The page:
In the 1980s, anesthesiology was recognized as the first medical specialty to adopt mandatory safety-related clinical practice guidelines. Adoption of these guidelines, which described standards for basic monitoring during general anesthesia, was associated with a reduction in the number of patients experiencing brain damage or death secondary to ventilation mishaps during general anesthesia.
In 1999 the Institute of Medicine of the (U.S.) National Academy of Sciences summarized available safety information in its report, To Err Is Human: Building a Safer Healthcare System, which highlighted many opportunities for improved quality and safety.
It has long been recognized that quality and safety are closely related to consistency and reduced practice variation.
In manufacturing and in medicine, there is a natural tendency to assume that errors can be prevented by better education or better management of individual workers (ie, to look at errors as individual failures made by individual workers) rather than as failures of a system or a process. To reduce errors, one changes the system or process to reduce unwanted variation so that random errors are less likely.
As a profession, anesthesiology has spearheaded efforts to improve patient safety. Some of the first studies to evaluate the safety of care focused on the provision and sequelae of anesthesia. When spinal anesthesia was virtually abandoned in the United Kingdom (as a response to two patients developing subsequent paraplegia), Drs Robert Dripps and Leroy Vandam helped prevent spinal anesthesia from being abandoned in North America by carefully reporting outcomes of 10,098 patients who received this technique. They determined that only one patient (who proved to have a previously undiagnosed spinal meningioma) developed severe, long-term neurological sequelae.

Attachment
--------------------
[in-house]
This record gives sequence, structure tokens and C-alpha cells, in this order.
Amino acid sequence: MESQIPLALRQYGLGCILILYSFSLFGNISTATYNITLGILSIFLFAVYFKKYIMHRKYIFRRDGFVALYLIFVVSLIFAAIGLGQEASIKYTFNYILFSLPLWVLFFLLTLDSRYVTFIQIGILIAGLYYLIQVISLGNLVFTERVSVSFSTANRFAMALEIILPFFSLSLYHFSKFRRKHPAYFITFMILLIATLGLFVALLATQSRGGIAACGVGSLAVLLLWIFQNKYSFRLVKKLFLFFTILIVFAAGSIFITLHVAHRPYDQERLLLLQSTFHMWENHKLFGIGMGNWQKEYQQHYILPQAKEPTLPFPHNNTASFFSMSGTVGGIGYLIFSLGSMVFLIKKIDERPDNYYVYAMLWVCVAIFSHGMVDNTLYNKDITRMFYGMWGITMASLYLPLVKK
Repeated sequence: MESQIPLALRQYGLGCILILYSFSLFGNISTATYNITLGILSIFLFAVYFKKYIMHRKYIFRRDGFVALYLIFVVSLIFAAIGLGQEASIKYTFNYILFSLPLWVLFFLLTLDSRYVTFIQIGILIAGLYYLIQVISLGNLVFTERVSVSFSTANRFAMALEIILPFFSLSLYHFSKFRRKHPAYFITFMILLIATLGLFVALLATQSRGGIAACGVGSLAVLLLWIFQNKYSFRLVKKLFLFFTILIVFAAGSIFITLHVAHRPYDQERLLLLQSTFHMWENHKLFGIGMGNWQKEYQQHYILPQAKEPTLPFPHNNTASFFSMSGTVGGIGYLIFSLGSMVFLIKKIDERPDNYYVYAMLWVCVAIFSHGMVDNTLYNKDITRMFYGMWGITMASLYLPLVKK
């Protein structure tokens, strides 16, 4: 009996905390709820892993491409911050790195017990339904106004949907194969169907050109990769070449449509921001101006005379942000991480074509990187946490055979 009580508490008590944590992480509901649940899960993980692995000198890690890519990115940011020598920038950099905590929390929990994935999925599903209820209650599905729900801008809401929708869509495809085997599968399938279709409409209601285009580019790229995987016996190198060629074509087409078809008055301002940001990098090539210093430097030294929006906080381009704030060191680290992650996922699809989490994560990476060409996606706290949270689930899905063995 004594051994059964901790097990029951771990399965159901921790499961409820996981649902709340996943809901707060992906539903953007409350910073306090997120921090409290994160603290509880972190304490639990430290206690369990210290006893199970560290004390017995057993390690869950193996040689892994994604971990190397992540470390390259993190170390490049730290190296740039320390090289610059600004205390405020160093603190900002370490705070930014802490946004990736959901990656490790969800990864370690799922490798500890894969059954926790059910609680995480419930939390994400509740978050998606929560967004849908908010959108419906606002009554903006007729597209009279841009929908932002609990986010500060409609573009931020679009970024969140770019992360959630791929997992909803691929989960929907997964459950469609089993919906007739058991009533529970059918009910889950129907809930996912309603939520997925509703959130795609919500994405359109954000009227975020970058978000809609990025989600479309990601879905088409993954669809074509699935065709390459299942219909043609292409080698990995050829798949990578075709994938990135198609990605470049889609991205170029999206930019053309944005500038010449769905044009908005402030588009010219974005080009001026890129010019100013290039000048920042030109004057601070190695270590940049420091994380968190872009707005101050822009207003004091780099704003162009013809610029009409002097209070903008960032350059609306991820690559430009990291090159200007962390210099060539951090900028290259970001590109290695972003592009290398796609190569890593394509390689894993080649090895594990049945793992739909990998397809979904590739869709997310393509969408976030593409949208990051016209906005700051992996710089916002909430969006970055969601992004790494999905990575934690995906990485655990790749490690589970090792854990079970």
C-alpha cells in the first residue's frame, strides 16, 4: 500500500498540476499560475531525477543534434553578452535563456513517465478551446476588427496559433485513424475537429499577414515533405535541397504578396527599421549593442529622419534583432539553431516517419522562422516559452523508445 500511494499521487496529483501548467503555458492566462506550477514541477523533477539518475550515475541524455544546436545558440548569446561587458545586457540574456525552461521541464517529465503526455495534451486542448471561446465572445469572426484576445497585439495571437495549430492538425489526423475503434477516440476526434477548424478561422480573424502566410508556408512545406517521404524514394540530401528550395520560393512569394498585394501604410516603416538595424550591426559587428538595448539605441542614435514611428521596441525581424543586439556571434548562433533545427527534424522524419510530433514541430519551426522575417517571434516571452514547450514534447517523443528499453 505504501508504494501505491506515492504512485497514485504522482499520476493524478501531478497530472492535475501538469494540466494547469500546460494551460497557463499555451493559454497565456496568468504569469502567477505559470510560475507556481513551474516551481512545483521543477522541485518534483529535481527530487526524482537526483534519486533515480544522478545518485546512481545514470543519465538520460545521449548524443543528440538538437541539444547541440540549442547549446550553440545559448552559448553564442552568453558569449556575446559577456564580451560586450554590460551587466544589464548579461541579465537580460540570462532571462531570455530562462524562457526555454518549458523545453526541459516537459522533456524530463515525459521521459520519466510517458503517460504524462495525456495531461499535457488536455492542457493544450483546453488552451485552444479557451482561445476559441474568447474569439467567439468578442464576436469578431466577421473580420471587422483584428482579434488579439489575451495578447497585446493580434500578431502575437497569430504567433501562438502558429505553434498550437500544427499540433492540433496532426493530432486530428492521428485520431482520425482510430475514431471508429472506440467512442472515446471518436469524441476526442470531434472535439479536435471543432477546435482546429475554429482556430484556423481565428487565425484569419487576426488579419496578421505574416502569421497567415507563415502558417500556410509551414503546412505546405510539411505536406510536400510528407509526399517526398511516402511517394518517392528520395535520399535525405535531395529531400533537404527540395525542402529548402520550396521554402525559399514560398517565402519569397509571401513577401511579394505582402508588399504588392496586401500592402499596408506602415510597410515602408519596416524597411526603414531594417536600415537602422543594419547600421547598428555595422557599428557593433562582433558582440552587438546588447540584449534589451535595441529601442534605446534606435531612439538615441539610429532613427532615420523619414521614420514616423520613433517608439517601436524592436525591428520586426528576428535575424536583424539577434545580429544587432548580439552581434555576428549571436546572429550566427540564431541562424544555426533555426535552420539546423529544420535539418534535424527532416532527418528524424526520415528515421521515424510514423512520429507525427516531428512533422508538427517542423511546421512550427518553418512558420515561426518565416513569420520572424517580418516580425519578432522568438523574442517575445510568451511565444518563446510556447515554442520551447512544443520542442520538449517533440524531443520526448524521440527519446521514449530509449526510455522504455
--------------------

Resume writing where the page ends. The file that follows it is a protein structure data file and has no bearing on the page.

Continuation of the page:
After halothane was introduced into clinical practice in 1954, concerns arose about whether it might be associated with an increased risk of hepatic injury. The National Halothane Study, performed long before the term outcomes research gained widespread use, demonstrated the remarkable safety of the then relatively new agent compared with the alternatives. This study failed, however, to settle the question of whether “halothane hepatitis” actually existed.
In the 1980s, anesthesiology was recognized as the first medical specialty to adopt mandatory safety-related clinical practice guidelines. Adoption of these guidelines was not without controversy, given that for the first time the American Society of Anesthesiologists (ASA) was “dictating” how physicians should practice. Adoption of standards for basic monitoring during general anesthesia (that included detection of carbon dioxide in exhaled gas) was associated with a reduction in the number of patients experiencing brain damage or death secondary to ventilation mishaps. A fortunate associated result was that the cost of medical liability insurance coverage for American anesthesiologists also declined.
In 1984, Dr Ellison Pierce, then the president of the ASA, created the Patient Safety and Risk Management Committee. The Anesthesia Patient Safety Foundation (APSF), which celebrated its 35th ...